“SS-Panzergrenadier-Regiment 24 Denmark” was part of “11. SS-Freiwilligen-Panzergrenadier-Division Nordland“. The regiment consisted of three battalions.
The regiment was the founded simultaneously with the division in July 1943, as part of the III Germanske SS-Panzerkorps (chief SS-Obergruppenführer Felix Steiner)
The foundation of the regiment was the recently decommissioned Free Corps Denmark, but regiment 24 was accessed not only by Danish volunteers, but also Germans and a number of Romanian home Germans; the so-called “Siebenbürgere”.
First, Regiment 24 Denmark was deployed in the anti-partisan fight in Hrastovica, Sisak, Glina and Petrinja in Yugoslavia. In Hrastovica, the 5th company was ambushed.
During the Christmas Days of 1943, the regiment was transferred to the Eastern Front west of Leningrad. From Leningrad, it gradually retreats over Narva, where there are unusually tough battles. They are followed by similarly fierce battles at the mounds of Kinderheim, Grenader and 69.9 down towards Riga and westwards towards Kurland. Then withdraw over the port city of Libau, today called Lipaja.
In Berlin, Regiment 24 takes part in the last fighting over Neukölln to Berlin Stadtmitte and Tiergarten. From here, the regiment’s organized resistance ceases. A few units escape from Berlin over Neuruppin, Velfen, and further to the northwest to surrender to U.S. forces. Other units surrender to the Russians.
SS-Panzergrenadier-Regiment 24 “Denmark” was a regiment in the 11th SS-Panzergrenadier-Division “Nordland”. The plan was to expand the SS-Regiment “Nordland” from 5th SS-Division “Wiking” to an SS Division of the same name.
SS-Panzergrenadier-Regiment 24 “Danmark” was officially established on 6 May 1943, but the regiment could not really begin until 20 May 1943, when Free Corps Denmark was abolished and many of the Danish volunteers were transferred to the new SS-Regiment Danmark. The Danes alone could not fill the ranks of an entire SS Regiment and therefore the rows were filled with Germans and “Germans” from Romania.
The 11th SS-Panzergrenadier-Division “Nordland” was deployed in the battle line from September 1943 to the bitter battles of Berlin in April and May 1945, the unit was almost constant on the front line. In the 17 months the division was in combat, 29 knight’s crosses were awarded. That’s an average of 1.71 knight’s crosses per month. By comparison, the most decorated SS-Division “Das Reich” had an average of 1.22 knight’s cross per month. In this light, the SS-Division “Nordland” must be described as one of Germany’s absolute elite units.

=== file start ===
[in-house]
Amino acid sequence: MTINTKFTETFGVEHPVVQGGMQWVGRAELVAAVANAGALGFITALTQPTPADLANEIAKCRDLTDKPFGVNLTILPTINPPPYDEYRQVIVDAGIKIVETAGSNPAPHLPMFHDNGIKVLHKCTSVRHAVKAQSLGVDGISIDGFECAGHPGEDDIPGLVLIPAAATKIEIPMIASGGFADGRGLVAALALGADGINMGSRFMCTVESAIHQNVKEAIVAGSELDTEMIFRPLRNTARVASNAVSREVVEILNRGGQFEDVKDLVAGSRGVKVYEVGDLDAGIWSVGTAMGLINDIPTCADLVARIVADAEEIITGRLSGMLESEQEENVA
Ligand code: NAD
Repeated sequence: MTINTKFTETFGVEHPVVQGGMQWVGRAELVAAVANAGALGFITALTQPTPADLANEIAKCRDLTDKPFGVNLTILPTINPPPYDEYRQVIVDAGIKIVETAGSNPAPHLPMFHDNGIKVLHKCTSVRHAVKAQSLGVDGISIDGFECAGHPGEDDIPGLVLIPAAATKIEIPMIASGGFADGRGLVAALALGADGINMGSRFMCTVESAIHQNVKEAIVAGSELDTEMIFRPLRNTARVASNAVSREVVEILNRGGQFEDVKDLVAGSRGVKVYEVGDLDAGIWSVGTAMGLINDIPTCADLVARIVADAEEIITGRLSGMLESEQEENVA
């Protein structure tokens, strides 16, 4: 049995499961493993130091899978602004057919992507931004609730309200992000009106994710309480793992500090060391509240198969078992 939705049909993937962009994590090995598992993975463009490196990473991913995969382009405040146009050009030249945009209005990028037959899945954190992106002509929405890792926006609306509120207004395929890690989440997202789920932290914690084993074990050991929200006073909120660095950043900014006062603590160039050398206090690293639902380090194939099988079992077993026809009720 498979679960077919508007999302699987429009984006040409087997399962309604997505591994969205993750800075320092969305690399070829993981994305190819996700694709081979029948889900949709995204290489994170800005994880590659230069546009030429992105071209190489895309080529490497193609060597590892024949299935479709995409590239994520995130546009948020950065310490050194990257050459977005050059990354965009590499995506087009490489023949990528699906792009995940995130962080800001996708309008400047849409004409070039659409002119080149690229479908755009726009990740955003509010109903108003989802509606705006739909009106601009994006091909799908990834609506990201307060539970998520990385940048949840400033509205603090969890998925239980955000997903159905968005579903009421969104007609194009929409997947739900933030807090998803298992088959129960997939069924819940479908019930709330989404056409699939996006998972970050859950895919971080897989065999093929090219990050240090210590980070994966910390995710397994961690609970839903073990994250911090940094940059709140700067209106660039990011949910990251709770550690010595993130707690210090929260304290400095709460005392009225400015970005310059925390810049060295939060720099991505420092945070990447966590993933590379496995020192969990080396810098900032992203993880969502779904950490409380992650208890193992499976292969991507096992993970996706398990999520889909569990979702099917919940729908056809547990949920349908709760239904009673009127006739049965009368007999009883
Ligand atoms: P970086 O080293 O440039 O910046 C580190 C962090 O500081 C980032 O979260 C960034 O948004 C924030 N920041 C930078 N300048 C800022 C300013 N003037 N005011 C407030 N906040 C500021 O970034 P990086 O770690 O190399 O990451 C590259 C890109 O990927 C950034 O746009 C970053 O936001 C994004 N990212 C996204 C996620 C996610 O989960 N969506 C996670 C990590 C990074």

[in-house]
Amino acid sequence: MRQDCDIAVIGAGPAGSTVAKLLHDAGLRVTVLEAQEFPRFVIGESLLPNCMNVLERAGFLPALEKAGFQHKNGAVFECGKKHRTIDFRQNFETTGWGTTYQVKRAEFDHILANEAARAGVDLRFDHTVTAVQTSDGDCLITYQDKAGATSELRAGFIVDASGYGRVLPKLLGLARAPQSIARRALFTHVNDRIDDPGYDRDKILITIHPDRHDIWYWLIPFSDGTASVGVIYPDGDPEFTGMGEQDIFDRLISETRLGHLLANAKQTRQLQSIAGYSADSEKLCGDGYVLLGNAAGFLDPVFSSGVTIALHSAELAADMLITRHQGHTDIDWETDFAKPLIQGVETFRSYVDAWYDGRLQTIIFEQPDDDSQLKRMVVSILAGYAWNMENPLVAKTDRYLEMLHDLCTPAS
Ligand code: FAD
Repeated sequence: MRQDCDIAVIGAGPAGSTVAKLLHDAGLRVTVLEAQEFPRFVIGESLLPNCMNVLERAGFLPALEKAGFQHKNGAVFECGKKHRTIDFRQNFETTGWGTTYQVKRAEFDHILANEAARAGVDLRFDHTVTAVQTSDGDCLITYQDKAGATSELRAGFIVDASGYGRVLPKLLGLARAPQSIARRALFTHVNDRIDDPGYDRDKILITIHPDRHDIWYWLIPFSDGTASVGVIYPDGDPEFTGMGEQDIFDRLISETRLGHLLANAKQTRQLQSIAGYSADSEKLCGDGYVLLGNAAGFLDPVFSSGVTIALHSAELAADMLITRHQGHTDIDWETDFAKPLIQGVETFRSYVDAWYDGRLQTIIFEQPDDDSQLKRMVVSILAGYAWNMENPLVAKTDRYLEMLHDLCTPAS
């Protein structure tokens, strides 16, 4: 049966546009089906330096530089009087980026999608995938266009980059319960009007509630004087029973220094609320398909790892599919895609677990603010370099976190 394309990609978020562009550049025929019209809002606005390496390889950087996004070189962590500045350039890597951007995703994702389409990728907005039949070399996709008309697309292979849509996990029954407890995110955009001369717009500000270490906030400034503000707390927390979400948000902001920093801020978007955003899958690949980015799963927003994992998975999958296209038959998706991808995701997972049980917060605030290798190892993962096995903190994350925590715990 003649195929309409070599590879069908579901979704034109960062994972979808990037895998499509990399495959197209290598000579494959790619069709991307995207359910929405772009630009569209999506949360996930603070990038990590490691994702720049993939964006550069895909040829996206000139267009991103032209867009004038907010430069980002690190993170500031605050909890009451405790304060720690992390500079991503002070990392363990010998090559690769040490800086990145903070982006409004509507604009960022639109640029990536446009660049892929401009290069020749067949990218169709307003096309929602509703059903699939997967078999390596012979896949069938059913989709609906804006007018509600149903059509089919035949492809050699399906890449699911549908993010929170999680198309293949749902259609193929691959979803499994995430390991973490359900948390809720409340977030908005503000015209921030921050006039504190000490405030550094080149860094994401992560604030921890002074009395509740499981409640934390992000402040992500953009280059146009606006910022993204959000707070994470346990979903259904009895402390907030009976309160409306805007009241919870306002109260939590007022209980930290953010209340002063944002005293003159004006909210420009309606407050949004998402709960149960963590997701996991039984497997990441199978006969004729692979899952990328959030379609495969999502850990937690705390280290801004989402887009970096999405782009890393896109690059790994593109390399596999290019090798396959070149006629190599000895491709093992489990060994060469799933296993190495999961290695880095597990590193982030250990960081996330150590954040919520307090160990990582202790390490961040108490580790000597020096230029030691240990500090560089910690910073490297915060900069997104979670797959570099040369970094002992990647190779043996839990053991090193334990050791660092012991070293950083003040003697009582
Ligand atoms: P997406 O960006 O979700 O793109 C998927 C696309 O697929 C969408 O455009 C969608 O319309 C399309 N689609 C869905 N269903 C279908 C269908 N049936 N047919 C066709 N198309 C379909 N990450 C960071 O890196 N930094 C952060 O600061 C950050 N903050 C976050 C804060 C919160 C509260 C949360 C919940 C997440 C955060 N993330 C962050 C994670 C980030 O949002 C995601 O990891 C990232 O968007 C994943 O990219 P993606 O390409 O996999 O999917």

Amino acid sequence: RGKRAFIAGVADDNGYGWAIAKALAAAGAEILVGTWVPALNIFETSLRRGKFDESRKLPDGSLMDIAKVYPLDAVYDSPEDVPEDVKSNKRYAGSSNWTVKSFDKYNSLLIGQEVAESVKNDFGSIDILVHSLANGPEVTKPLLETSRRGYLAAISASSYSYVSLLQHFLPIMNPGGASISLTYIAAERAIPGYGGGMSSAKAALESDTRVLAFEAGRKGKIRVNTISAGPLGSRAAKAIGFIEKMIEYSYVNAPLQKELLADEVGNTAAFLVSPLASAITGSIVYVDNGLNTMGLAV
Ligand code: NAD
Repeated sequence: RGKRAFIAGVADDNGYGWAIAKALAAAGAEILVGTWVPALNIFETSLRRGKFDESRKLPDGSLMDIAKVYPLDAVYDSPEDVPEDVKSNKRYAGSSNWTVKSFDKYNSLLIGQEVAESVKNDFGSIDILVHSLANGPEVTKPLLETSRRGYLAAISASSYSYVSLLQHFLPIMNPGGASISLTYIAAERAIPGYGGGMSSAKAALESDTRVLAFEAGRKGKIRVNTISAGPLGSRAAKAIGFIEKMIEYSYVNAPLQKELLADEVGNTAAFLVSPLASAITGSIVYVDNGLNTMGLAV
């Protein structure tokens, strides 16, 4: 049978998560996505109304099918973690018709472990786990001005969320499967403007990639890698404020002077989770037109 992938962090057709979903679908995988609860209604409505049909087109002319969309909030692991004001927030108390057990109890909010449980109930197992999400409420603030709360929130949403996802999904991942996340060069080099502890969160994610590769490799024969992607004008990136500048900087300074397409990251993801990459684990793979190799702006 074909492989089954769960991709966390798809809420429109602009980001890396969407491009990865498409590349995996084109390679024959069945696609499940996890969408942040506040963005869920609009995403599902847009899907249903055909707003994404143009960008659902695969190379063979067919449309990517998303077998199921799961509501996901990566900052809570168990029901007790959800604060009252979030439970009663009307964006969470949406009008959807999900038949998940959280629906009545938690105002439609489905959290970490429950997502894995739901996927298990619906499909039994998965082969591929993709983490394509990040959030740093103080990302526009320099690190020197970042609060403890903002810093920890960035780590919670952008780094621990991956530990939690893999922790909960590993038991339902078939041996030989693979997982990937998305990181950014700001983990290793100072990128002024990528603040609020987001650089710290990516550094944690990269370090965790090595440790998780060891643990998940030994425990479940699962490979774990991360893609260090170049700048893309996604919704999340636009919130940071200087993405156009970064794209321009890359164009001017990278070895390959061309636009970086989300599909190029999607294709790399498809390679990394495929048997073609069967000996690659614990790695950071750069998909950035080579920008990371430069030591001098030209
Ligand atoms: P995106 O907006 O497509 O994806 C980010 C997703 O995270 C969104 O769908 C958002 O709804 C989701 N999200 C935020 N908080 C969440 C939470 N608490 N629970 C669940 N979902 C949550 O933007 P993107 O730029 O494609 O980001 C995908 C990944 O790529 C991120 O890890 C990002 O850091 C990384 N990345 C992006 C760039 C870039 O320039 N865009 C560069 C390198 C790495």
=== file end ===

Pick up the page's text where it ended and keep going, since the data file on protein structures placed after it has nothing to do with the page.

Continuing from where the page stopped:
Establishment and training in Germany: March 1943 – September 1943
Education and partisan combat in Croatia: September 1943 – December 1943
Front effort at the Oranienbaum pocket in Russia: December 1943 – February 2, 1944
Front line effort at Narwa in Estonia: 2 February 1944 – 21 September 1944
Front line effort in Kurland, Latvia: 22 September 1944 – 30 January 1945
Front line effort in Pomerania (Arnswalde, Stargard, Altdamm): 5 February 1945 – March 1945
Front line effort in Berlin: March 1945 – 2 May 1945
The first battalion of the SS-Regiment “Denmark” and SS-Regiment “Norge” was withdrawn from the front line in the spring of 1944 after heavy battles with heavy casualties. Both battalions were sent back to Germany to re-fill the ranks. However, none of the battalions returned to the SS-Division “Nordland”. From 16 November 1944 to 8 May 1945, battalions participated in battles in Hungary under the 5th SS-Panzer Division “Wiking”.
Denmark in WWII
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